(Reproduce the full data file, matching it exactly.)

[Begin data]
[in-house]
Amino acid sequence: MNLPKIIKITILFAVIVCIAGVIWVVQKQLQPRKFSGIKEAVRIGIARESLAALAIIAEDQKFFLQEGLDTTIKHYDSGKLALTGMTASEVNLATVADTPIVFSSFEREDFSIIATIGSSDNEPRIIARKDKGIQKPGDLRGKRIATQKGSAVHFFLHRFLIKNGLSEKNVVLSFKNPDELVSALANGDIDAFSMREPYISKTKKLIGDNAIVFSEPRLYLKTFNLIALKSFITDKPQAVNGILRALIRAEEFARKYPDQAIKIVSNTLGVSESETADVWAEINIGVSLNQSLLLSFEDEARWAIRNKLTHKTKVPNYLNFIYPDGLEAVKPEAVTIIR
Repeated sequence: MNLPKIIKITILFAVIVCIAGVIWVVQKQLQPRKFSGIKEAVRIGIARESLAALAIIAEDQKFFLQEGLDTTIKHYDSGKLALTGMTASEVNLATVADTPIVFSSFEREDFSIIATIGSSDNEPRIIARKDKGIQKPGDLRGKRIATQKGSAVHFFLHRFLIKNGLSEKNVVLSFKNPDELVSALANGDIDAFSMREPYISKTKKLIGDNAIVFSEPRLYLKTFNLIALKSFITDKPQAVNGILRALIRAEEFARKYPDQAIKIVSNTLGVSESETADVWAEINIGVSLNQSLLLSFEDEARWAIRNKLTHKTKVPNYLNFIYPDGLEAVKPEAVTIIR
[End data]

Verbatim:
[in-house]
Amino acid sequence: MNLPKIIKITILFAVIVCIAGVIWVVQKQLQPRKFSGIKEAVRIGIARESLAALAIIAEDQKFFLQEGLDTTIKHYDSGKLALTGMTASEVNLATVADTPIVFSSFEREDFSIIATIGSSDNEPRIIARKDKGIQKPGDLRGKRIATQKGSAVHFFLHRFLIKNGLSEKNVVLSFKNPDELVSALANGDIDAFSMREPYISKTKKLIGDNAIVFSEPRLYLKTFNLIALKSFITDKPQAVNGILRALIRAEEFARKYPDQAIKIVSNTLGVSESETADVWAEINIGVSLNQSLLLSFEDEARWAIRNKLTHKTKVPNYLNFIYPDGLEAVKPEAVTIIR
Repeated sequence: MNLPKIIKITILFAVIVCIAGVIWVVQKQLQPRKFSGIKEAVRIGIARESLAALAIIAEDQKFFLQEGLDTTIKHYDSGKLALTGMTASEVNLATVADTPIVFSSFEREDFSIIATIGSSDNEPRIIARKDKGIQKPGDLRGKRIATQKGSAVHFFLHRFLIKNGLSEKNVVLSFKNPDELVSALANGDIDAFSMREPYISKTKKLIGDNAIVFSEPRLYLKTFNLIALKSFITDKPQAVNGILRALIRAEEFARKYPDQAIKIVSNTLGVSESETADVWAEINIGVSLNQSLLLSFEDEARWAIRNKLTHKTKVPNYLNFIYPDGLEAVKPEAVTIIR